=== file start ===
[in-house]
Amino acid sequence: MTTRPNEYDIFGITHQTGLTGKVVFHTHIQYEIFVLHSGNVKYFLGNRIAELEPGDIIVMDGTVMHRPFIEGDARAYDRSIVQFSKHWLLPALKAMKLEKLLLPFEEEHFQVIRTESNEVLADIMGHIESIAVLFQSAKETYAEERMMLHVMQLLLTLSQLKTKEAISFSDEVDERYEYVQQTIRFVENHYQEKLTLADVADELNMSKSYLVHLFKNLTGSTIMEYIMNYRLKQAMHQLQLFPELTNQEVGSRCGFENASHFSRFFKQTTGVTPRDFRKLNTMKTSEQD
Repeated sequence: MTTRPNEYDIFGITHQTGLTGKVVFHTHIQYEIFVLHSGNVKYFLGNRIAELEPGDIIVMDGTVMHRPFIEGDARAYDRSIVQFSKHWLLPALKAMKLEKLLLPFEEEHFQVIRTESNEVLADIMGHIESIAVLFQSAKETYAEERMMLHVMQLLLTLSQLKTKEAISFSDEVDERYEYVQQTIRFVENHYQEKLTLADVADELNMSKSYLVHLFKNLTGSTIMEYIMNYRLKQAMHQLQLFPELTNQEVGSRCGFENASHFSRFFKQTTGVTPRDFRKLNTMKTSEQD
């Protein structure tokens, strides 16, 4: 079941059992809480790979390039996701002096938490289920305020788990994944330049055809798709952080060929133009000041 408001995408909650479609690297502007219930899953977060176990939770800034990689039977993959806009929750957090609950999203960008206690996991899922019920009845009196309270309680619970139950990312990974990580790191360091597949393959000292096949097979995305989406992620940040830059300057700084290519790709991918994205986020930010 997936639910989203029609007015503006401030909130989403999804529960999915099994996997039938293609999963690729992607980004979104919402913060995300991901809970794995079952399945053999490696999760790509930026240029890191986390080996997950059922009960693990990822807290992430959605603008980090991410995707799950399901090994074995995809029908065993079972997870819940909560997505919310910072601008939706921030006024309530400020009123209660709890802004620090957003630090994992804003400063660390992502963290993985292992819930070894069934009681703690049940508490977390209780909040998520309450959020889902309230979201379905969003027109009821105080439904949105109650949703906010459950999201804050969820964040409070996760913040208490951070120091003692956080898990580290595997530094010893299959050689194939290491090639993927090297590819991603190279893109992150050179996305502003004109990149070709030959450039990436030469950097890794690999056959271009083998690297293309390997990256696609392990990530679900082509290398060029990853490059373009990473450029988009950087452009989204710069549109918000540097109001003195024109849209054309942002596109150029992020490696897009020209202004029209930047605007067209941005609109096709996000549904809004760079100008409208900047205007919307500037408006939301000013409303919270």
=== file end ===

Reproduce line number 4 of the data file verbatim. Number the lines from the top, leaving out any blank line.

């Protein structure tokens, strides 16, 4: 079941059992809480790979390039996701002096938490289920305020788990994944330049055809798709952080060929133009000041 408001995408909650479609690297502007219930899953977060176990939770800034990689039977993959806009929750957090609950999203960008206690996991899922019920009845009196309270309680619970139950990312990974990580790191360091597949393959000292096949097979995305989406992620940040830059300057700084290519790709991918994205986020930010 997936639910989203029609007015503006401030909130989403999804529960999915099994996997039938293609999963690729992607980004979104919402913060995300991901809970794995079952399945053999490696999760790509930026240029890191986390080996997950059922009960693990990822807290992430959605603008980090991410995707799950399901090994074995995809029908065993079972997870819940909560997505919310910072601008939706921030006024309530400020009123209660709890802004620090957003630090994992804003400063660390992502963290993985292992819930070894069934009681703690049940508490977390209780909040998520309450959020889902309230979201379905969003027109009821105080439904949105109650949703906010459950999201804050969820964040409070996760913040208490951070120091003692956080898990580290595997530094010893299959050689194939290491090639993927090297590819991603190279893109992150050179996305502003004109990149070709030959450039990436030469950097890794690999056959271009083998690297293309390997990256696609392990990530679900082509290398060029990853490059373009990473450029988009950087452009989204710069549109918000540097109001003195024109849209054309942002596109150029992020490696897009020209202004029209930047605007067209941005609109096709996000549904809004760079100008409208900047205007919307500037408006939301000013409303919270």